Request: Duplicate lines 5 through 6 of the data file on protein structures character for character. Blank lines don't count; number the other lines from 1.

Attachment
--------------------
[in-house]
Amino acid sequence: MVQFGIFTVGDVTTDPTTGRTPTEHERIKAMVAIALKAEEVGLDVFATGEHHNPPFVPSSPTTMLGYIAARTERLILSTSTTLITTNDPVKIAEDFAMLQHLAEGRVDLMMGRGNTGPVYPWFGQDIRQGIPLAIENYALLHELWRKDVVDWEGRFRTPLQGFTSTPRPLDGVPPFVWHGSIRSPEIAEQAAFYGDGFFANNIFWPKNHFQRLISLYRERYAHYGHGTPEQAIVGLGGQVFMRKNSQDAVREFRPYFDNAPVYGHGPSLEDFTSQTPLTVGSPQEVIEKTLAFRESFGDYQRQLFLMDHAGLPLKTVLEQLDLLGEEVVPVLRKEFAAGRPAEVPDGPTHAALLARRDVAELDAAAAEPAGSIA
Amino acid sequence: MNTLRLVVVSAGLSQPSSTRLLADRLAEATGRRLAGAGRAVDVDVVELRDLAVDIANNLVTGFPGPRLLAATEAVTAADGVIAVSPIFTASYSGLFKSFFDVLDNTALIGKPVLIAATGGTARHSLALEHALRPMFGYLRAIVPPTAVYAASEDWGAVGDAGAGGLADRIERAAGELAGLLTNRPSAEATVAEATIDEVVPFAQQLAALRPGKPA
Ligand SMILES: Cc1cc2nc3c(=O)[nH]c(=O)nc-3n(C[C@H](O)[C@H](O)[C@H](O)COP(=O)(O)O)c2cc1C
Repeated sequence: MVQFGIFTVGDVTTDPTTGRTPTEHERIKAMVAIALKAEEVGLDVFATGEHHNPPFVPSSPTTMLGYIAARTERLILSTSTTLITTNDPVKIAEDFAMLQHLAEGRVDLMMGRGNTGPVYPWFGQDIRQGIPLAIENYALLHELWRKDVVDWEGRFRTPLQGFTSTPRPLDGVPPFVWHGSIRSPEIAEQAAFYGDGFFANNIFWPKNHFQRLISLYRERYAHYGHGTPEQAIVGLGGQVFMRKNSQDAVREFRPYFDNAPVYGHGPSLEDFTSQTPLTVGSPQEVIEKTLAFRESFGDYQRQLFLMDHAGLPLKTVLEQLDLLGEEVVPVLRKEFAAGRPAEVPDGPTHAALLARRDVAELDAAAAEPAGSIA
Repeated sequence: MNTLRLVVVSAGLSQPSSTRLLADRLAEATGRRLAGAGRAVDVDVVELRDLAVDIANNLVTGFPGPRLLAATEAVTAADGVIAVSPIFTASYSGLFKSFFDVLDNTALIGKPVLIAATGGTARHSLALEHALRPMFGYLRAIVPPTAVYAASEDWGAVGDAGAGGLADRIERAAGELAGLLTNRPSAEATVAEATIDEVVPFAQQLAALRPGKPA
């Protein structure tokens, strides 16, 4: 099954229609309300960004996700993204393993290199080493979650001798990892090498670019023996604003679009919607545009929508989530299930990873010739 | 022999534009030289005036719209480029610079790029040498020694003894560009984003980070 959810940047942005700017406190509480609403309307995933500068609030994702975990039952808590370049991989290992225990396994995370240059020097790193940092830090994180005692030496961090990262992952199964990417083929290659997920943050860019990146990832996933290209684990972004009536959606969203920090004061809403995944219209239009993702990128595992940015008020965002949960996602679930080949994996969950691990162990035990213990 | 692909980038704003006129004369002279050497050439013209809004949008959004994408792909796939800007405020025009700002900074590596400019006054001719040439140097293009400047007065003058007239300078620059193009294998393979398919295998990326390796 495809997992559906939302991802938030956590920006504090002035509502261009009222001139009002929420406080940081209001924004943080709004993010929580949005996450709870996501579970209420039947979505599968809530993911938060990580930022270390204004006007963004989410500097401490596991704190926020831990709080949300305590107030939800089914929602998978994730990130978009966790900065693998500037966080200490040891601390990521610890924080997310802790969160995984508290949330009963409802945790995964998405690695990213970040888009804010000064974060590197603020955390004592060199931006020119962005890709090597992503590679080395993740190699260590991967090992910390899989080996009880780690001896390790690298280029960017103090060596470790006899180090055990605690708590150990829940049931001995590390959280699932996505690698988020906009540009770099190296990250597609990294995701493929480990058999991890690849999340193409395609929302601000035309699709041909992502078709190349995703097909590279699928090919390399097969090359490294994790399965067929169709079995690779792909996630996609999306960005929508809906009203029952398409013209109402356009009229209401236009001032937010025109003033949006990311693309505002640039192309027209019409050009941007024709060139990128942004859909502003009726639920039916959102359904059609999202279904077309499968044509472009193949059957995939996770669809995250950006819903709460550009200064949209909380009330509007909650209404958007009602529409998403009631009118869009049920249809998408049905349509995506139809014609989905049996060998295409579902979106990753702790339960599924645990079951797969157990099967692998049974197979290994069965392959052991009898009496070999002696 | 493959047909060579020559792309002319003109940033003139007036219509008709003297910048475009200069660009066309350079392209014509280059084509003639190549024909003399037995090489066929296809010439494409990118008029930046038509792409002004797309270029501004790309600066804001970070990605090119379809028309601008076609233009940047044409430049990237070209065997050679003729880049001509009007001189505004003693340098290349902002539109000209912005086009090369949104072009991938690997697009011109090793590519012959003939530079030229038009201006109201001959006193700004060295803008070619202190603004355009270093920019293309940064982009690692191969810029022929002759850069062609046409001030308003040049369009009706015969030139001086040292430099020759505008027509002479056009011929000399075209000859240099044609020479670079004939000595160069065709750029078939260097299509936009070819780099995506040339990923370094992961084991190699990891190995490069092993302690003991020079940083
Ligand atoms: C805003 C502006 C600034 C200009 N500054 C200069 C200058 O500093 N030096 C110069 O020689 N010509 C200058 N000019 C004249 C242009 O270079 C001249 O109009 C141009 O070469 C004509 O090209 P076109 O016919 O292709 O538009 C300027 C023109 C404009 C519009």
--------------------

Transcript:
Repeated sequence: MVQFGIFTVGDVTTDPTTGRTPTEHERIKAMVAIALKAEEVGLDVFATGEHHNPPFVPSSPTTMLGYIAARTERLILSTSTTLITTNDPVKIAEDFAMLQHLAEGRVDLMMGRGNTGPVYPWFGQDIRQGIPLAIENYALLHELWRKDVVDWEGRFRTPLQGFTSTPRPLDGVPPFVWHGSIRSPEIAEQAAFYGDGFFANNIFWPKNHFQRLISLYRERYAHYGHGTPEQAIVGLGGQVFMRKNSQDAVREFRPYFDNAPVYGHGPSLEDFTSQTPLTVGSPQEVIEKTLAFRESFGDYQRQLFLMDHAGLPLKTVLEQLDLLGEEVVPVLRKEFAAGRPAEVPDGPTHAALLARRDVAELDAAAAEPAGSIA
Repeated sequence: MNTLRLVVVSAGLSQPSSTRLLADRLAEATGRRLAGAGRAVDVDVVELRDLAVDIANNLVTGFPGPRLLAATEAVTAADGVIAVSPIFTASYSGLFKSFFDVLDNTALIGKPVLIAATGGTARHSLALEHALRPMFGYLRAIVPPTAVYAASEDWGAVGDAGAGGLADRIERAAGELAGLLTNRPSAEATVAEATIDEVVPFAQQLAALRPGKPA